Missouri Record Fish Stories – Flathead Catfish

Missouri Record Fish Stories – Flathead Catfish


(MUSIC)
NARRATOR: Nature is not lost in our great cities. It is there, hiding in plain sight. In downtown Kansas City, just below the bridges
that span the mighty Missouri, a drama is played out nearly every weekend; it’s an
intricate dance between man and fish. Jake Allman: Big Flatheads. They are the baddest fish in the water wherever
they exist. They are the apex predator. There is nothing that swims that they won’t
eat. There is plenty of food in the river for these
big catfish and they are doing really well. NARRATOR: The game is fishing with trotlines,
and Mathew McConkey and Wesley Coke play it well. It works like this; each fisherman is allowed
33 hooks in the water per day, usually three 10 hook lines. It’s a bit of a team sport, with driving
the boat and baiting the lines, but whoever’s name is on the line is considered the angler,
and the potential record holder Mathew McConkey: We always joke about it and
we always say, “It’s the hundred pounder”. Every time we pull up to a line we say, “It’s
the hundred pounder!” NARRATOR: Those jokes had a ring of prophecy. On September 19th, 2015 that prediction came
true. Wesley Coke: Well when I first pulled it I
thought, well we are snagged up, and there it went. Mathew: It was pulling hard; you could tell
it was a big fish. Wesley: It took off eight feet. It took the boat with it eight feet, which
is unheard of. Mathew: Man, that was the biggest fish I have
ever seen, …ever. NARRATOR: The previous alternative method
state record for a Flathead was 99 pounds. The boys knew that every ounce was going to
count. An accurate scale was an absolute necessity. Jake Allman: They were excited. I said OK, let me make a phone call and I
found us a certified scale. NARRATOR: The official final weight: 100 pounds
and zero ounces! The prophesy had come true, they had their
hundred pounder. And due to Mathew McConkey’s name on the
trotline, he possesses the new alternative method state record for Flathead Catfish. NARRATOR: But not to rest on there laurels,
there is another prize out there…just waiting. Mathew: We get pretty serious. We fish a lot. Wesley: We are hoping to break it. We are after the world record. Mathew: Yeah. (MUSIC)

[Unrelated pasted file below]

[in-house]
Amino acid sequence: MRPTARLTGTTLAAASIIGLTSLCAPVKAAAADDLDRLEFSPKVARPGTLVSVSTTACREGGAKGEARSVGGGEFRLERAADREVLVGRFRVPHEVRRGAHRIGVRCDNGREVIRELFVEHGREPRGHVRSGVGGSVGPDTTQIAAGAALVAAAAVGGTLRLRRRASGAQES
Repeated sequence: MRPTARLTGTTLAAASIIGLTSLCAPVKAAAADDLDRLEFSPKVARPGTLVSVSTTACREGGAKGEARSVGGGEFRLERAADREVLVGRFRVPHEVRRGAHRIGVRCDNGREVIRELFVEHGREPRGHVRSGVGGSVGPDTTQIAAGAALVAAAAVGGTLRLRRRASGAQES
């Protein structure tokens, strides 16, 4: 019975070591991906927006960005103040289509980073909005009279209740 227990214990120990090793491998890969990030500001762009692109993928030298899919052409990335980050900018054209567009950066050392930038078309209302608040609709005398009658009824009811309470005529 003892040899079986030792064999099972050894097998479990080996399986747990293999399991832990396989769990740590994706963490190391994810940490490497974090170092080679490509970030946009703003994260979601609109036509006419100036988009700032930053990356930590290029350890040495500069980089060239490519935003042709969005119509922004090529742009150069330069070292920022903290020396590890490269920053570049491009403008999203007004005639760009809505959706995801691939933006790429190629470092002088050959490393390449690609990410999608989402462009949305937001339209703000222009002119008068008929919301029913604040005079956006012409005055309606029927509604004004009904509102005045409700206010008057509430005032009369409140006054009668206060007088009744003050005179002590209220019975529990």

19 thoughts on “Missouri Record Fish Stories – Flathead Catfish

  1. Trotline. Really. They need to ban them things. And I never seen in my 10 years of fishing the river a trot/limb line that was labeled. R.I.P 100 lb Flathead Catfish. You died for no reason

  2. Trot lines are killing the water ways in Missouri the amount of rope and lines with hooks along the banks is horrible.
    The mdc is almost a joke they don't check people and not to mention I've fished for 5 years and never once seen a mdc agent out lol.

  3. There shouldn't be any records kept for "alternative methods", it promotes the useless slaughter of trophy fish. There's no skill involved in this, no angling, just raping the river of its natural resources. I hope they never get a "world record", no use in more fish dying for their pride. Even if I broke my state record, I wouldn't care, or turn it in. The fish would be released where it was caught, I don't need my name on a list to feel accomplished.

  4. They need to remove Trotlines and start getting rid of jugs too, it isnt fishing at all, it is trapping. I dont know how many unlabeled lines I have found on Truman and how many jugs floating with dead fish on them. If MDC wants to make some real money, they need to ban lines and jugs and add a slot limit to Flatheads, limit 1 over the slot to be kept and maybe in 10 years, Truman Lake and LoZ could be world class like Wheeler Lake in Alabama. People would come here from surrounding states to catch a Missouri Catfish. MDC also needs to promote CPR.

  5. Nice fish, Looks like your having fun. I just subscribe will you please do the same for me and pass my YouTube channel around. I just posted Videos of my family fishing with me

  6. Sad but true sucks my state holds the world record at 123 on rod and reel and mo let’s them claim state records on trout lines rather say I caught a 100 pounder on rod and real

  7. Using trot lines is a mainstay of Missouri fishing. They are monitored well by mo. dept of conservation. Congrats to these two young men on their catch. Putting out a trot line is dangerous business. It’s not just throw it out there.

  8. I bet that fish died it probably lived along time and probably could of lived longer and got bigger I love fishing I always put the big ones back catch photo and release is a respected way to put it

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